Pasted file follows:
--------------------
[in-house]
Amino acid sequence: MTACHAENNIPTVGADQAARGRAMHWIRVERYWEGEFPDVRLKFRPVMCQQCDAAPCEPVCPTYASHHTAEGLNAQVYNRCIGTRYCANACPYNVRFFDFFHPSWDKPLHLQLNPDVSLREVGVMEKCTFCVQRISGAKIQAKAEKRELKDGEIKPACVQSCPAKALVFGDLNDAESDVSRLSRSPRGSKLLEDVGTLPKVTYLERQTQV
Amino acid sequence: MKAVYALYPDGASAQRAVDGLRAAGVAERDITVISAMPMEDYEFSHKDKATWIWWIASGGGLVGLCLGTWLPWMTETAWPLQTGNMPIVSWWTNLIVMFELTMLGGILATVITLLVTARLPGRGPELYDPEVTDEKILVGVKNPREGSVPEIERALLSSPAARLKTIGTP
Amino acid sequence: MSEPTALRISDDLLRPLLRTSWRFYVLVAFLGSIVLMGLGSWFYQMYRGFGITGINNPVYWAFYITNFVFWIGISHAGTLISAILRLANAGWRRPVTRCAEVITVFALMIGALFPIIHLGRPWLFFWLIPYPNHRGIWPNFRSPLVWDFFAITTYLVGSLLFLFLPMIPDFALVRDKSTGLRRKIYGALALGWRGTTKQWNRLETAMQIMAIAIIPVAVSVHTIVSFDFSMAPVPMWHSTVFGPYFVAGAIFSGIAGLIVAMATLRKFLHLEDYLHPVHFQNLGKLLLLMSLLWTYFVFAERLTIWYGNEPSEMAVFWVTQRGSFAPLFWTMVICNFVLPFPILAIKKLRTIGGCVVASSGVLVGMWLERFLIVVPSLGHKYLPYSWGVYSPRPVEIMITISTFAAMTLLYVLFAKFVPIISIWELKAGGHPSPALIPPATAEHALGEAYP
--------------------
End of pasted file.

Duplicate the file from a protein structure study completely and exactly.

[in-house]
Amino acid sequence: MTACHAENNIPTVGADQAARGRAMHWIRVERYWEGEFPDVRLKFRPVMCQQCDAAPCEPVCPTYASHHTAEGLNAQVYNRCIGTRYCANACPYNVRFFDFFHPSWDKPLHLQLNPDVSLREVGVMEKCTFCVQRISGAKIQAKAEKRELKDGEIKPACVQSCPAKALVFGDLNDAESDVSRLSRSPRGSKLLEDVGTLPKVTYLERQTQV
Amino acid sequence: MKAVYALYPDGASAQRAVDGLRAAGVAERDITVISAMPMEDYEFSHKDKATWIWWIASGGGLVGLCLGTWLPWMTETAWPLQTGNMPIVSWWTNLIVMFELTMLGGILATVITLLVTARLPGRGPELYDPEVTDEKILVGVKNPREGSVPEIERALLSSPAARLKTIGTP
Amino acid sequence: MSEPTALRISDDLLRPLLRTSWRFYVLVAFLGSIVLMGLGSWFYQMYRGFGITGINNPVYWAFYITNFVFWIGISHAGTLISAILRLANAGWRRPVTRCAEVITVFALMIGALFPIIHLGRPWLFFWLIPYPNHRGIWPNFRSPLVWDFFAITTYLVGSLLFLFLPMIPDFALVRDKSTGLRRKIYGALALGWRGTTKQWNRLETAMQIMAIAIIPVAVSVHTIVSFDFSMAPVPMWHSTVFGPYFVAGAIFSGIAGLIVAMATLRKFLHLEDYLHPVHFQNLGKLLLLMSLLWTYFVFAERLTIWYGNEPSEMAVFWVTQRGSFAPLFWTMVICNFVLPFPILAIKKLRTIGGCVVASSGVLVGMWLERFLIVVPSLGHKYLPYSWGVYSPRPVEIMITISTFAAMTLLYVLFAKFVPIISIWELKAGGHPSPALIPPATAEHALGEAYP